Stitching Together Three Generations

June, 2004
The family that sews together... (from left) Tina Piper, Susan Butler, Lucy Comeau and Edna Coffin. Photo by Thomas Ames Jr.

The family that sews together... (from left) Tina Piper, Susan Butler, Lucy Comeau and Edna Coffin. Photo by Thomas Ames Jr.

It took five years of searching just to find the right quilt blocks, but Edna Coffin was a woman with a mission.

Her dream was to work with her mother, Lucy Comeau, on an embroidered quilt that would become a lasting family treasure.

Coffin, senior business services assistant in Plymouth State’s accounts payable office since 1980, mentioned the project to her daughter, Tina Piper, and her sister, Susan Butler, who were both eager to be a part of it. Piper, also a part of the Plymouth State family, has been an administrative assistant for the University police department for 11 years.

“The first problem was that the three of us had never done any kind of embroidery or needlework before,” says Coffin. “My mother had been embroidering all her life and was an expert, so she had to teach us all before we could get started.”

Even with the expert instruction, there were a few problems to overcome. Says Coffin, “I was terrible at the stems and leaves, and Tina and I had a problem with our French knots looking like baseballs. We decided my mother and Tina would do all the stems and leaves, and Susan and my mother would do the French knots.” So each square of the quilt became as much a joint effort as the finished quilt itself.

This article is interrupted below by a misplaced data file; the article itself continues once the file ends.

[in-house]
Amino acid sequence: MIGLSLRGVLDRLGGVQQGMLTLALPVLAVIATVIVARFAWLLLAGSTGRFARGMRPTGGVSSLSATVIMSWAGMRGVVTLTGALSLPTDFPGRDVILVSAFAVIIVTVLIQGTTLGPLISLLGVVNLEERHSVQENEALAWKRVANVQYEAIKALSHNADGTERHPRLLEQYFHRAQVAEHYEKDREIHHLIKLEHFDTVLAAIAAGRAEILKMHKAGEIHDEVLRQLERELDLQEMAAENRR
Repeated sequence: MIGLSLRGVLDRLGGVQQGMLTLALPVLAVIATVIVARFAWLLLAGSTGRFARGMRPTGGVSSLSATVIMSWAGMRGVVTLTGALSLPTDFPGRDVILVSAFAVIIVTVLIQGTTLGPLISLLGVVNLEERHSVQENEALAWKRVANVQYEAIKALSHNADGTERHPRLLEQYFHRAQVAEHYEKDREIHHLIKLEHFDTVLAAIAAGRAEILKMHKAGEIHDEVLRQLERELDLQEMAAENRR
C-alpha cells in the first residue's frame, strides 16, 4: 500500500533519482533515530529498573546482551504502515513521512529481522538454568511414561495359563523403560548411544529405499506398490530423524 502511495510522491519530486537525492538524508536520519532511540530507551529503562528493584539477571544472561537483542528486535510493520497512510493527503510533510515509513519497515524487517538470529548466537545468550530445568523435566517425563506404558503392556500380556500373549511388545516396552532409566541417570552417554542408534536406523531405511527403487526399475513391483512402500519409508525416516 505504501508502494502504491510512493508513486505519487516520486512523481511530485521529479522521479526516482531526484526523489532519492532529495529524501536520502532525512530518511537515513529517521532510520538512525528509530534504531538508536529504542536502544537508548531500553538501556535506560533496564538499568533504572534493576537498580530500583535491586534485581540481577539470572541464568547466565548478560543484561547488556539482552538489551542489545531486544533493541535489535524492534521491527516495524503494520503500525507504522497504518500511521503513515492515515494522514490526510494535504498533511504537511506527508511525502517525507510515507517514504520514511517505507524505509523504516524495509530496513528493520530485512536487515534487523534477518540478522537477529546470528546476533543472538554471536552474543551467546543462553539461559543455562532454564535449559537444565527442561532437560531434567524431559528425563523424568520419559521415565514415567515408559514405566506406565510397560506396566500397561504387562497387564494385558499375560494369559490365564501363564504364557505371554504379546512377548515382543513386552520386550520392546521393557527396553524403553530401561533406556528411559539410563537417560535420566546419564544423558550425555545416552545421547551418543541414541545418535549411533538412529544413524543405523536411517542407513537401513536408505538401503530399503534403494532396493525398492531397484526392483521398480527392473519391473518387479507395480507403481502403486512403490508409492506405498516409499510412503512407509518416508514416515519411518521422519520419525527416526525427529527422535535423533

The project was headquartered at Comeau’s house, where they returned completed blocks and picked up new ones. It took 42 blocks for the queen-size quilt, and a year to complete the needlework with the four women working on it at home in their spare time, and at Comeau’s on Saturdays.

“I didn’t care what colors anyone used,” Coffin explains. “I wanted it to be ‘a quilt of many colors.’ For sentimental reasons it was important to me that the majority of it be my mother’s work, so the three of us adopted a much slower pace. It wasn’t long before Mom wanted to know why the three of us weren’t keeping up with her.”

Coffin, the only one of the four who had previously done any quilting, laid out the completed blocks to strategically distribute colors before stitching them together and applying the backing. It was finally completed this past January. “I wanted my mother to have the finished quilt,” Coffin says. “She insisted that I have it. Someday I’ll pass it on to Tina.”

“It was a lot of work,” Coffin continues. “There were a few stuck fingers here and there, but we laughed over them. The time we spent together we’ll cherish forever.”

—KH


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